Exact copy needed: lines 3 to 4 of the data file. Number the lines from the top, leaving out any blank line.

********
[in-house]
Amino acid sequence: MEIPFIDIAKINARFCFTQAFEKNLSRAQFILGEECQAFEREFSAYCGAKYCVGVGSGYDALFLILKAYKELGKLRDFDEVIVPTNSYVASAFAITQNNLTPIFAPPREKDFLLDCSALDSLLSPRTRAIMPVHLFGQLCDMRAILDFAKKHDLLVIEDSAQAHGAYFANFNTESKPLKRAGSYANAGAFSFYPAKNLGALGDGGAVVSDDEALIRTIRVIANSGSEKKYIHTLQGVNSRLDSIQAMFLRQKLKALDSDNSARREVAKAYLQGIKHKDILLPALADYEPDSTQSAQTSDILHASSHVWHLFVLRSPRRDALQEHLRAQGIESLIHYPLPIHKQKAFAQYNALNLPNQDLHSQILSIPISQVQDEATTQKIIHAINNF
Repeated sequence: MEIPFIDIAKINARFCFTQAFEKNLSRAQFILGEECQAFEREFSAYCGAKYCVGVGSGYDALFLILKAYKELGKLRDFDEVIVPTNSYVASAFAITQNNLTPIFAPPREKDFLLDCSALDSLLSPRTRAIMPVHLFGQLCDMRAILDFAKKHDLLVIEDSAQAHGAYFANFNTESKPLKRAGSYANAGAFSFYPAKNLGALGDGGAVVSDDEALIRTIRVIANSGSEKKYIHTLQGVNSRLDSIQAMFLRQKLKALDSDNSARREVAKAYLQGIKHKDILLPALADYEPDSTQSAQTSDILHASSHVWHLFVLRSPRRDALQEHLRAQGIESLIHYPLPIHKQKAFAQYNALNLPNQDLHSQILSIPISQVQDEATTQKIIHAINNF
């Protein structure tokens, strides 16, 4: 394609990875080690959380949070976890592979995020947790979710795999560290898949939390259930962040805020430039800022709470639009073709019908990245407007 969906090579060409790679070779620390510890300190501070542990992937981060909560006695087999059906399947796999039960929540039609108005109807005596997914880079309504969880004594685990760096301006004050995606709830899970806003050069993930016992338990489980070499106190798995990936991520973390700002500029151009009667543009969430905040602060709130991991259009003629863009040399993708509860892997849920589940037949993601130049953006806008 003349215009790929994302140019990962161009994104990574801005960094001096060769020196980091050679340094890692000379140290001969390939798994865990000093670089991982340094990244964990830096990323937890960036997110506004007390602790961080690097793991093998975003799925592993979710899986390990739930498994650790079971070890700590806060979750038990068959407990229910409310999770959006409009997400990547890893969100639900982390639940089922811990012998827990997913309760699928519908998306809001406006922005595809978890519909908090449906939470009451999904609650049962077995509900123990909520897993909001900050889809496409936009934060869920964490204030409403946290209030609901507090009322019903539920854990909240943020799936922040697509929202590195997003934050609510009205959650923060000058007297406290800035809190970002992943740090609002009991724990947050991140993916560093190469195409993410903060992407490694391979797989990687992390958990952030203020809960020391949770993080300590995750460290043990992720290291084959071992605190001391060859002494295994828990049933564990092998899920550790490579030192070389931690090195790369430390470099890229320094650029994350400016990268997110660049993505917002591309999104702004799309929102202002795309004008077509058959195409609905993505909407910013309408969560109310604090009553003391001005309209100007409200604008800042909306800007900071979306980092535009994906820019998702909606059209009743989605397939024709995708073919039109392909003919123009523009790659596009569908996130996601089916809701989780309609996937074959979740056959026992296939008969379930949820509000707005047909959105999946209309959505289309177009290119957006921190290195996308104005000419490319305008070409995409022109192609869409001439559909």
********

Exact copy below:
Repeated sequence: MEIPFIDIAKINARFCFTQAFEKNLSRAQFILGEECQAFEREFSAYCGAKYCVGVGSGYDALFLILKAYKELGKLRDFDEVIVPTNSYVASAFAITQNNLTPIFAPPREKDFLLDCSALDSLLSPRTRAIMPVHLFGQLCDMRAILDFAKKHDLLVIEDSAQAHGAYFANFNTESKPLKRAGSYANAGAFSFYPAKNLGALGDGGAVVSDDEALIRTIRVIANSGSEKKYIHTLQGVNSRLDSIQAMFLRQKLKALDSDNSARREVAKAYLQGIKHKDILLPALADYEPDSTQSAQTSDILHASSHVWHLFVLRSPRRDALQEHLRAQGIESLIHYPLPIHKQKAFAQYNALNLPNQDLHSQILSIPISQVQDEATTQKIIHAINNF
């Protein structure tokens, strides 16, 4: 394609990875080690959380949070976890592979995020947790979710795999560290898949939390259930962040805020430039800022709470639009073709019908990245407007 969906090579060409790679070779620390510890300190501070542990992937981060909560006695087999059906399947796999039960929540039609108005109807005596997914880079309504969880004594685990760096301006004050995606709830899970806003050069993930016992338990489980070499106190798995990936991520973390700002500029151009009667543009969430905040602060709130991991259009003629863009040399993708509860892997849920589940037949993601130049953006806008 003349215009790929994302140019990962161009994104990574801005960094001096060769020196980091050679340094890692000379140290001969390939798994865990000093670089991982340094990244964990830096990323937890960036997110506004007390602790961080690097793991093998975003799925592993979710899986390990739930498994650790079971070890700590806060979750038990068959407990229910409310999770959006409009997400990547890893969100639900982390639940089922811990012998827990997913309760699928519908998306809001406006922005595809978890519909908090449906939470009451999904609650049962077995509900123990909520897993909001900050889809496409936009934060869920964490204030409403946290209030609901507090009322019903539920854990909240943020799936922040697509929202590195997003934050609510009205959650923060000058007297406290800035809190970002992943740090609002009991724990947050991140993916560093190469195409993410903060992407490694391979797989990687992390958990952030203020809960020391949770993080300590995750460290043990992720290291084959071992605190001391060859002494295994828990049933564990092998899920550790490579030192070389931690090195790369430390470099890229320094650029994350400016990268997110660049993505917002591309999104702004799309929102202002795309004008077509058959195409609905993505909407910013309408969560109310604090009553003391001005309209100007409200604008800042909306800007900071979306980092535009994906820019998702909606059209009743989605397939024709995708073919039109392909003919123009523009790659596009569908996130996601089916809701989780309609996937074959979740056959026992296939008969379930949820509000707005047909959105999946209309959505289309177009290119957006921190290195996308104005000419490319305008070409995409022109192609869409001439559909």